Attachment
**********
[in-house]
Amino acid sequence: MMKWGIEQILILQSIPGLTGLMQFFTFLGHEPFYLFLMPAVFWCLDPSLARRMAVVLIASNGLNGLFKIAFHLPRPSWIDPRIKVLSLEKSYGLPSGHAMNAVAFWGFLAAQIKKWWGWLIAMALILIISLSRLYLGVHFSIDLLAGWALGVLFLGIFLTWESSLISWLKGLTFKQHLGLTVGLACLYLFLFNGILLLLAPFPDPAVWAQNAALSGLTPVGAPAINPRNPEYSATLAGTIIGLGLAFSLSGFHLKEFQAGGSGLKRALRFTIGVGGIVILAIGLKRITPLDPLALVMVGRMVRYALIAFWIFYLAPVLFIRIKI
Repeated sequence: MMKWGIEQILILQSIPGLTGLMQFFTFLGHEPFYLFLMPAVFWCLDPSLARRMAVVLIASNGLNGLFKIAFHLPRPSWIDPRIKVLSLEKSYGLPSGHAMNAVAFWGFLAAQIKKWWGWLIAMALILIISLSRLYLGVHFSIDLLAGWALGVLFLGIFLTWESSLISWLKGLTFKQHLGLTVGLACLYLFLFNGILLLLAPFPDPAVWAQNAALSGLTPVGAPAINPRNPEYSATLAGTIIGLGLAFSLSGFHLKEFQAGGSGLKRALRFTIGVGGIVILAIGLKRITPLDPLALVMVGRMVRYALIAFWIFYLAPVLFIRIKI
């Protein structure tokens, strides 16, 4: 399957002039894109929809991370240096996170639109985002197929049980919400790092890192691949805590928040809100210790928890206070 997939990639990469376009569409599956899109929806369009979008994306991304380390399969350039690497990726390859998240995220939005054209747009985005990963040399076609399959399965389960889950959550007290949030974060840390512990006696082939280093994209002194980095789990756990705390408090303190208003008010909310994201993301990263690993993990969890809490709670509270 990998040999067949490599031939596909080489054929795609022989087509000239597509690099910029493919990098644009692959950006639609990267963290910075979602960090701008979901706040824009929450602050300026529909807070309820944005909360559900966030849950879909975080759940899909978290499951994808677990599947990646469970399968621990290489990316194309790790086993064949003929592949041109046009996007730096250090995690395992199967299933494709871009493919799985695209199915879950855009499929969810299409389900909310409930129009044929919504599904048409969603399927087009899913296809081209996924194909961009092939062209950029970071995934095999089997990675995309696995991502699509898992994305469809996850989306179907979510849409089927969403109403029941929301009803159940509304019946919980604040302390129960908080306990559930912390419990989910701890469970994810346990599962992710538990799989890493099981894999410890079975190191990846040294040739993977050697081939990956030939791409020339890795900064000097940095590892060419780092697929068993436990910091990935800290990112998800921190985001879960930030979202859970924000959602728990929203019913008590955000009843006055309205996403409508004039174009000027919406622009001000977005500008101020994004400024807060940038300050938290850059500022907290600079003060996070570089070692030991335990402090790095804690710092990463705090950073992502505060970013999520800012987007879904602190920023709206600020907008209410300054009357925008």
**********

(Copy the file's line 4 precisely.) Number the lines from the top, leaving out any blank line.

């Protein structure tokens, strides 16, 4: 399957002039894109929809991370240096996170639109985002197929049980919400790092890192691949805590928040809100210790928890206070 997939990639990469376009569409599956899109929806369009979008994306991304380390399969350039690497990726390859998240995220939005054209747009985005990963040399076609399959399965389960889950959550007290949030974060840390512990006696082939280093994209002194980095789990756990705390408090303190208003008010909310994201993301990263690993993990969890809490709670509270 990998040999067949490599031939596909080489054929795609022989087509000239597509690099910029493919990098644009692959950006639609990267963290910075979602960090701008979901706040824009929450602050300026529909807070309820944005909360559900966030849950879909975080759940899909978290499951994808677990599947990646469970399968621990290489990316194309790790086993064949003929592949041109046009996007730096250090995690395992199967299933494709871009493919799985695209199915879950855009499929969810299409389900909310409930129009044929919504599904048409969603399927087009899913296809081209996924194909961009092939062209950029970071995934095999089997990675995309696995991502699509898992994305469809996850989306179907979510849409089927969403109403029941929301009803159940509304019946919980604040302390129960908080306990559930912390419990989910701890469970994810346990599962992710538990799989890493099981894999410890079975190191990846040294040739993977050697081939990956030939791409020339890795900064000097940095590892060419780092697929068993436990910091990935800290990112998800921190985001879960930030979202859970924000959602728990929203019913008590955000009843006055309205996403409508004039174009000027919406622009001000977005500008101020994004400024807060940038300050938290850059500022907290600079003060996070570089070692030991335990402090790095804690710092990463705090950073992502505060970013999520800012987007879904602190920023709206600020907008209410300054009357925008």